Although adaptive Th2 cells have been identified as important sources of IL-4, IL-5, and IL-13 [], many recent studies emphasize the importance of innate cells in cytokine production, including but not limited to mast cells, eosinophils, and basophils. Next to the canonical NK and lymphoid-tissue inducer (LTi) cells, a growing family of cytokine-producing “helper” innate lymphoid cells (ILCs) has been identified []. Interestingly, a lineage-negative ILC population that produces high amounts of IL-5 and IL-13 was identified in fat-associated lymphoid clusters (FALCs) and mesenteric lymph nodes [[7-9]]. These cells were named natural helper cells, nuocytes, or multipotent progenitors and, because of their Th2 cytokine production, they have been dubbed type 2 ILCs []. ILC2s play a role in defense mechanisms and (re)shaping immune and nonimmune tissues and can be stimulated with IL-25 and IL-33. In a Nocardia brasiliensis infection model, ILC2s were essential and sufficient for clearance of this helminth from the mucosa, even in the absence of the adaptive immune system [[7, 9]].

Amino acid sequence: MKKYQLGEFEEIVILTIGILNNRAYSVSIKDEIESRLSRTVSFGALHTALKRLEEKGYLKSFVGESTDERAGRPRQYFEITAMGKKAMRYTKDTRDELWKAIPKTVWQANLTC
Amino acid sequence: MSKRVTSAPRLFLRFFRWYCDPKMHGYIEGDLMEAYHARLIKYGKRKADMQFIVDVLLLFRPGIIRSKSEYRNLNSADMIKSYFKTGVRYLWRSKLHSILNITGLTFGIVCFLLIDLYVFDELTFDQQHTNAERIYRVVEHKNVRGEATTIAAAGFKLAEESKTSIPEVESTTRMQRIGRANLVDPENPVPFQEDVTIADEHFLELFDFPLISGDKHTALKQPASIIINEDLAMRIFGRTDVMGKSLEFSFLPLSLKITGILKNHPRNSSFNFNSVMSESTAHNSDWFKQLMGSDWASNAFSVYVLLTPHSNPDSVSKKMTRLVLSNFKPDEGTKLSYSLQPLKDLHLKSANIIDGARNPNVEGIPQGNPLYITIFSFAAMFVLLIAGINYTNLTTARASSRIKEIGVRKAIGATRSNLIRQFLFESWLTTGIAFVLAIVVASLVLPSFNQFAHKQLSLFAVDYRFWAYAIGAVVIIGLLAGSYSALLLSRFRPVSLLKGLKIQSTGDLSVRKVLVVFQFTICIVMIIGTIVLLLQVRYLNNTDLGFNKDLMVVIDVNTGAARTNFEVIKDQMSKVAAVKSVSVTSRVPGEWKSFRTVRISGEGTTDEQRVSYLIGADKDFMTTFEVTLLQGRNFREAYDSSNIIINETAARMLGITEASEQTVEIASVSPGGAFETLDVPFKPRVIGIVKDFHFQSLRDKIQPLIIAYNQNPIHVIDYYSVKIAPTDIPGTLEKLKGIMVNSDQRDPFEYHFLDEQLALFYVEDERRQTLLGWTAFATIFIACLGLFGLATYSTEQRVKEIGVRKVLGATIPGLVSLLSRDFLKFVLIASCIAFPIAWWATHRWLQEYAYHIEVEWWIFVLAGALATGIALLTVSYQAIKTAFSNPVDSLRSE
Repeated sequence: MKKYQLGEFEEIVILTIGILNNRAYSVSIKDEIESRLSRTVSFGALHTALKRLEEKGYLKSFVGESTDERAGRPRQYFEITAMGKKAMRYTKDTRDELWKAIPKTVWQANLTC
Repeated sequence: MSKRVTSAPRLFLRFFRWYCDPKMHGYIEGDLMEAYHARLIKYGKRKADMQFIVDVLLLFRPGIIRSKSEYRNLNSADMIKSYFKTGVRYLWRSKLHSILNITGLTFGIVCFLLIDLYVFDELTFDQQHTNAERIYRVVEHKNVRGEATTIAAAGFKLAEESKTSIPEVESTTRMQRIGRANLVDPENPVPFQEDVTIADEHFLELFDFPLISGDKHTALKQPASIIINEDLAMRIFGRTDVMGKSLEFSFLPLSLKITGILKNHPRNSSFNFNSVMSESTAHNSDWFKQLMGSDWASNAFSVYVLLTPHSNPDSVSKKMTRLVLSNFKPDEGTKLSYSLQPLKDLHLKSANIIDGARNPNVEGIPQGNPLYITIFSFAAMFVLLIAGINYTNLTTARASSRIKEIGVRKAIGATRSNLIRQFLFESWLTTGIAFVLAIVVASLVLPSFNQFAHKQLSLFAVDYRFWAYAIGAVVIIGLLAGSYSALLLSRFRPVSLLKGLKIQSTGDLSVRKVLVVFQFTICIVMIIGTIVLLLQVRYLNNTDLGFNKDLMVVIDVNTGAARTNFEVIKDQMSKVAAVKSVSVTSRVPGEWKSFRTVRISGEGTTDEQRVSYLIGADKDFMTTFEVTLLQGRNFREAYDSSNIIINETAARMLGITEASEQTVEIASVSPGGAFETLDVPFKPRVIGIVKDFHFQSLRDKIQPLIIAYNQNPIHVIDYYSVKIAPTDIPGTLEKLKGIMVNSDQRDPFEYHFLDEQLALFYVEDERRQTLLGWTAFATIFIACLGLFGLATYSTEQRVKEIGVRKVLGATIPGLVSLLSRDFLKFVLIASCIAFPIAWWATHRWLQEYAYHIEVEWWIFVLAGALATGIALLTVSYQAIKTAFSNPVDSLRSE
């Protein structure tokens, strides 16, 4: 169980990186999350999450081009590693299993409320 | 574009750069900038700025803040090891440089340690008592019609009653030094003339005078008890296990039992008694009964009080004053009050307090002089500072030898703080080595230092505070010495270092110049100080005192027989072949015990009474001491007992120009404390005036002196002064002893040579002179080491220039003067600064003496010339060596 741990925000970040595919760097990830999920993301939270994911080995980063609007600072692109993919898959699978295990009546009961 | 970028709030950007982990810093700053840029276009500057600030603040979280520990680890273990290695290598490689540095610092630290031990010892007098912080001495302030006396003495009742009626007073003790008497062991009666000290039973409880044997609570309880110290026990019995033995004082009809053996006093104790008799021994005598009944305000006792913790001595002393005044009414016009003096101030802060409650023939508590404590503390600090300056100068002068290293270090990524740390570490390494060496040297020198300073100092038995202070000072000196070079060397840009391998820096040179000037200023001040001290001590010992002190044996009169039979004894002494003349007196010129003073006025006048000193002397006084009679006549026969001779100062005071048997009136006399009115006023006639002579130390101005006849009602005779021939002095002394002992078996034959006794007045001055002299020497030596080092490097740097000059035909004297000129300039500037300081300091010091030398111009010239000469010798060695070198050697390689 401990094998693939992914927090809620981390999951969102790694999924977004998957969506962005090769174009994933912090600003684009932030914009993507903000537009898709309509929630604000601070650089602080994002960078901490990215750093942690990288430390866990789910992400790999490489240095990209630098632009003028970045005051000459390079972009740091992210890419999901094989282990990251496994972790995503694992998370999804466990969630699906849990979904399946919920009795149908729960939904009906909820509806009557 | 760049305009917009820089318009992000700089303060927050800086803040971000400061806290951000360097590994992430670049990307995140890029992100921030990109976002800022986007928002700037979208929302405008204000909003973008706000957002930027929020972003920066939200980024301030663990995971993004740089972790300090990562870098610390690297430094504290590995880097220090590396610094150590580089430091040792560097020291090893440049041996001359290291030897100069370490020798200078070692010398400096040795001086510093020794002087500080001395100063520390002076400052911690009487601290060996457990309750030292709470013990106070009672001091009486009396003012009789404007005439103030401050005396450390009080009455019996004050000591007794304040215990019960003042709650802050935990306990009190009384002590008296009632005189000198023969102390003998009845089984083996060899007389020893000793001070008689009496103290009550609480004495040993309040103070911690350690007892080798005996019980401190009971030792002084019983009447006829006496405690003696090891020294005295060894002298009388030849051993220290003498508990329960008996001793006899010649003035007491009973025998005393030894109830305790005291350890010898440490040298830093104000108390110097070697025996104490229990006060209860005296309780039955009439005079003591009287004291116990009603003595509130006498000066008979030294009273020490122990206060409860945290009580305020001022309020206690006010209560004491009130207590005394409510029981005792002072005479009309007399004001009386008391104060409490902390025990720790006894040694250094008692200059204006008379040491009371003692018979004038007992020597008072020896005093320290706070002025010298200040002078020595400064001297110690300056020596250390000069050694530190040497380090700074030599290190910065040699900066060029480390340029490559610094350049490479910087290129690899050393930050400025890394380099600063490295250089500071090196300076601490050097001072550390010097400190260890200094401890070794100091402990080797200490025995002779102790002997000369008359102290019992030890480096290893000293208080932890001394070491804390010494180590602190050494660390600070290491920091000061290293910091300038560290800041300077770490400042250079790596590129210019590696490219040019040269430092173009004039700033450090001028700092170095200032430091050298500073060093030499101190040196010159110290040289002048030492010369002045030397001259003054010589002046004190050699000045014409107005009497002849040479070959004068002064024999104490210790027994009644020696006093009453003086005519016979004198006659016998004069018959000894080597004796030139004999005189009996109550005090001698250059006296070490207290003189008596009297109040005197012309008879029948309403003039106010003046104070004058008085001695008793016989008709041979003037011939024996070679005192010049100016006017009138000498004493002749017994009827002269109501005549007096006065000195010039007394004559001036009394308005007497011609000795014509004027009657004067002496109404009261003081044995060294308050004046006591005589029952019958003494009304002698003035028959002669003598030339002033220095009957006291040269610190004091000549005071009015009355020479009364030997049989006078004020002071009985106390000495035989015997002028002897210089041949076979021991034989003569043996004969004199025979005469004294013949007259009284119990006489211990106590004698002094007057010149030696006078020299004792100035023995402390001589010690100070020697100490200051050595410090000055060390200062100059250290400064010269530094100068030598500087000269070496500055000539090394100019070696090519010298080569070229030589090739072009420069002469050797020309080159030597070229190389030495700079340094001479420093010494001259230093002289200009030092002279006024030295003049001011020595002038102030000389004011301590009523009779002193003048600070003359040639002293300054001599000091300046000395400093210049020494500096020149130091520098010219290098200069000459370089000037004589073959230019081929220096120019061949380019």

Recently, various groups demonstrated the presence of ILC2s in the respiratory system of mice and humans [[10-12]]. ILC2 were shown to accumulate in the lungs of mice after infection with influenza virus, via an IL-33 dependent mechanism. These ILC2 induced airway hyperreactivity through IL-13 secretion [] and also restored airway epithelial integrity and lung function and contributed to airway remodeling by the production of amphiregulin []. In addition, ILC2s were found in nasal polyps of patients with chronic rhinitis, a classical Th2 disease [].